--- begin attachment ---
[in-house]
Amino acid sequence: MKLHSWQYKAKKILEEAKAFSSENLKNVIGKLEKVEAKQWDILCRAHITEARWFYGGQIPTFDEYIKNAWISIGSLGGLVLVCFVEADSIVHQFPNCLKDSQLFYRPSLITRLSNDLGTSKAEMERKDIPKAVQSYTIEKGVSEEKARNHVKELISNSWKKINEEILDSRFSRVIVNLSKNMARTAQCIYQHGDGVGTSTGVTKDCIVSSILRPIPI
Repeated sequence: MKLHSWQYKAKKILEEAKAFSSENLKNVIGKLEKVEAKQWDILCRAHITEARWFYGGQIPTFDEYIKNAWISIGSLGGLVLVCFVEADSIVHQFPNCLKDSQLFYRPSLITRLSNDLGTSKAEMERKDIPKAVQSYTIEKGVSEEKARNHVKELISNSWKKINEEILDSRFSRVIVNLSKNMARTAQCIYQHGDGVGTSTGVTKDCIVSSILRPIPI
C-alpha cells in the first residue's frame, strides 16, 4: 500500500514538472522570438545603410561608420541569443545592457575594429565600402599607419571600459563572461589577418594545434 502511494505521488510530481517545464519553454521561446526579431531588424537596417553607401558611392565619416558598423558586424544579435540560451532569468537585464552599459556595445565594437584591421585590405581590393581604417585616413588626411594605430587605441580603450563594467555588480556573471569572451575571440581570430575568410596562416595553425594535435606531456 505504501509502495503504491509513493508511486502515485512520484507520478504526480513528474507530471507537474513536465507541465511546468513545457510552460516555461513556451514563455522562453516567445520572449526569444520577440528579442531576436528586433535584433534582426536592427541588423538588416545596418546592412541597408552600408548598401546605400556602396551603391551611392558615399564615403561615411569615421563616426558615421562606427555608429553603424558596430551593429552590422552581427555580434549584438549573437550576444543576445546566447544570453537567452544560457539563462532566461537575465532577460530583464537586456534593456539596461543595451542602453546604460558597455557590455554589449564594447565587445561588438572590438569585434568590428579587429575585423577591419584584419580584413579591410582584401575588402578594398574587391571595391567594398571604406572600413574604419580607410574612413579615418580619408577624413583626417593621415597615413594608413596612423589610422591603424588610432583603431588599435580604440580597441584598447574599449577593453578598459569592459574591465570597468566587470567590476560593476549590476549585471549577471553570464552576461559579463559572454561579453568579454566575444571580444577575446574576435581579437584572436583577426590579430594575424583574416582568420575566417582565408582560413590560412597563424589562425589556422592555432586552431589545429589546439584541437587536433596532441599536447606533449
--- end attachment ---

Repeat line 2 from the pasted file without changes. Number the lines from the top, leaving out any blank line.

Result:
Amino acid sequence: MKLHSWQYKAKKILEEAKAFSSENLKNVIGKLEKVEAKQWDILCRAHITEARWFYGGQIPTFDEYIKNAWISIGSLGGLVLVCFVEADSIVHQFPNCLKDSQLFYRPSLITRLSNDLGTSKAEMERKDIPKAVQSYTIEKGVSEEKARNHVKELISNSWKKINEEILDSRFSRVIVNLSKNMARTAQCIYQHGDGVGTSTGVTKDCIVSSILRPIPI